Earlier this week, Womack was able to catch up with the typical, getting a shot that he and the state of Oklahoma will remember for a long time to come. While the full details of his hunt are being saved for a future issue of North American Whitetail, the basic components of the story found the young bowhunter managing to keep his composure as the giant buck came in and out of a field he was guarding.
When the deer finally stood within bow range, Womack - who has only been bowhunting for three years - made good on his shot opportunity, sending a lethal arrow downrange from his Mathews. Moments later, he was walking up on the buck of a lifetime.
"There was definitely no ground shrinkage," said Womack. "He was bigger than I thought he was - the pictures don't do him justice."
What does the buck justice is its amazing numbers - one main beam is more than 26-inches, the other more than 24-inches. Add good tine length, a wealth of typical points, and solid mass, and this deer's rack is built to score well.
So well, in fact, the buck has made Womack an overnight sensation in the deer hunting world.
"Yeah, it's been a crazy, hectic couple of days," said Womack. "I woke up next morning with 200 or 300 new friend requests on Facebook, and it just kept rising from there. I've been hearing from random people all over the country sending me their congrats and showing me their own big deer pictures. I'm just trying to take it slow and have fun with it."
One keenly interested observer in all of this has been Dallas Barber, the big game biologist for ODWC. As the current caretaker of Oklahoma's deer herd, Barber isn't surprised that his state has cranked out yet another giant.
"Yeah, the high we've been on here the last 3, 4, and 5 years - there aren't many better places to deer hunt in this country right now than here in Oklahoma," said Barber. "Oklahoma is a premiere deer hunting state and we're doing some good things here."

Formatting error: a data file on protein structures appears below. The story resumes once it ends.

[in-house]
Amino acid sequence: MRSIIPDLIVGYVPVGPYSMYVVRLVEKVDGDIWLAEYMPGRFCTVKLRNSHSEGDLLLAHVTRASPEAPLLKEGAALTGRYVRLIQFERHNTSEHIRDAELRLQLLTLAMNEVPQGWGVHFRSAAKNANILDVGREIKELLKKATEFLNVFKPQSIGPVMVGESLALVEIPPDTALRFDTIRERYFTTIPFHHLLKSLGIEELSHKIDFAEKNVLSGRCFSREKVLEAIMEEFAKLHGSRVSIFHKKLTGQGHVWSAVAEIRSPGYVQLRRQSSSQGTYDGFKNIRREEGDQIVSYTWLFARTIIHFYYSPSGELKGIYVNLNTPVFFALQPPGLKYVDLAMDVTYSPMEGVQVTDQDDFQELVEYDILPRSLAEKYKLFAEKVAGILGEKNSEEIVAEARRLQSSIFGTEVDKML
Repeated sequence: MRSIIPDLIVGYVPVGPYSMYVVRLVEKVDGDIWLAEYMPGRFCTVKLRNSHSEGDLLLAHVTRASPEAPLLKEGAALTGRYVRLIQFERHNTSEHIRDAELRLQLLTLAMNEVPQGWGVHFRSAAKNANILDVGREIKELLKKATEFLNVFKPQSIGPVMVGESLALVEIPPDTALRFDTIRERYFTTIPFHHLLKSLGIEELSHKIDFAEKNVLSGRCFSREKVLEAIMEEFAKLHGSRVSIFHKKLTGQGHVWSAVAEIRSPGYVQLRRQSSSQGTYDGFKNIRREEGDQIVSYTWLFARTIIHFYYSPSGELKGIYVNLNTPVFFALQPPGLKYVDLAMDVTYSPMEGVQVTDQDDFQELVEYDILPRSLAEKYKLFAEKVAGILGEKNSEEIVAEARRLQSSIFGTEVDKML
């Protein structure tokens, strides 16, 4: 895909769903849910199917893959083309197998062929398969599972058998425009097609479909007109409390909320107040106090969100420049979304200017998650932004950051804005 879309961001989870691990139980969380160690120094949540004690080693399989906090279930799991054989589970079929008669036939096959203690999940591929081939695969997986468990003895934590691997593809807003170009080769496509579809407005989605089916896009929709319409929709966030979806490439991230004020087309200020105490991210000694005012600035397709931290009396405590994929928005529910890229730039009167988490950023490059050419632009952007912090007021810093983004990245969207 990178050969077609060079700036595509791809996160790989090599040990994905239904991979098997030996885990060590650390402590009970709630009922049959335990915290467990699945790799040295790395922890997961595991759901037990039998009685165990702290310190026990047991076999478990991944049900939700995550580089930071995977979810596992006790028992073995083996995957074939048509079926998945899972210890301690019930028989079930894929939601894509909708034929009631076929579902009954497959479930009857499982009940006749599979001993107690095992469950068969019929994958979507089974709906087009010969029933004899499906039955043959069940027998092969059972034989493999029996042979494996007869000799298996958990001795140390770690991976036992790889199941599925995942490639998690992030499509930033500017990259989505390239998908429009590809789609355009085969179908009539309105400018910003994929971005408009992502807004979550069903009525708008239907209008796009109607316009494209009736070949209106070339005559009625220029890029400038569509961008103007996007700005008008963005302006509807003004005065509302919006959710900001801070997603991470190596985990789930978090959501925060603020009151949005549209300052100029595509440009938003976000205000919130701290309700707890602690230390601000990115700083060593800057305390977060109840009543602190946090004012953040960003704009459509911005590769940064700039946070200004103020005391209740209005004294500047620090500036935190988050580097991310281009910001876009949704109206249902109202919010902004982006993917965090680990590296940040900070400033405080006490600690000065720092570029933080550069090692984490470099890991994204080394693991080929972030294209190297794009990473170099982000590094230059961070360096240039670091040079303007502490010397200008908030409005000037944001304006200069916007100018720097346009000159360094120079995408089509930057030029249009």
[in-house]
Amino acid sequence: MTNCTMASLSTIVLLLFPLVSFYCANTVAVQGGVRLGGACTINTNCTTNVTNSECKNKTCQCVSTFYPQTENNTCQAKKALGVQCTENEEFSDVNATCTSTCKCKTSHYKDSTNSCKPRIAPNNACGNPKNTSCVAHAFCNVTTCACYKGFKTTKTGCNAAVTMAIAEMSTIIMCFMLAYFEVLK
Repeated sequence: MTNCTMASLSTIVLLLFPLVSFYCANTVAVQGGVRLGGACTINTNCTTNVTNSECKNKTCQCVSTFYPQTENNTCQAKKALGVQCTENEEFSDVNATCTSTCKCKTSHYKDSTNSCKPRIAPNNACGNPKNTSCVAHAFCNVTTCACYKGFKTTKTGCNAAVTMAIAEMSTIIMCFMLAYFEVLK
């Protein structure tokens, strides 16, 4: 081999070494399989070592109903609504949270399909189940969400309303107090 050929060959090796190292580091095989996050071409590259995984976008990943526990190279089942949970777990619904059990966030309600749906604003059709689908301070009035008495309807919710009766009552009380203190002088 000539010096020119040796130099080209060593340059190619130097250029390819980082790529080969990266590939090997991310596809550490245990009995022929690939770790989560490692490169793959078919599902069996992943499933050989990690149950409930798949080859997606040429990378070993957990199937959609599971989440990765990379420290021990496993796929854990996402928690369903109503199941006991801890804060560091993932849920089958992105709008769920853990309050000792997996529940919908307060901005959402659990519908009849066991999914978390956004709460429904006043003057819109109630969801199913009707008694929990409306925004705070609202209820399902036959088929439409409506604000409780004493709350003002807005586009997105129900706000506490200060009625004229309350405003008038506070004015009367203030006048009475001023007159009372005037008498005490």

That recipe includes several factors, including the state's deer population, solid genetic potential, ample food and good habitat, and increasingly selective hunters like Womack and his dad. Put it all together, and the end result can be the growing of huge trophy class whitetails like the one harvested by Womack in recent days.
Instead of trying to achieve that end result through more restrictive regulations, Barber believes the educational campaign by ODWC is helping what has been a traditionally good deer hunting state become an increasingly great one.
"Yeah, if the last five years haven't been motivation enough, a deer like (this one) will get people talking about our state and its deer herd even more," said Barber. "With the trophy management mindset that our hunters have taken to heart in recent years, I only see it getting better."
For now, it's hard to believe it can get much better than a potential new state record whitetail, a bow buck that appears destined for "Top 10" all-time status in the Pope and Young Club's hallowed record book.
"It's kind of surreal, I guess," said Womack as he tried to soak it all in. "Just to be a part of something like that, to be a part of something bigger than yourself, it's really cool."
Especially in Oklahoma, a place where in many ways, the state's modern rush of big buck stories seems to have only just begun.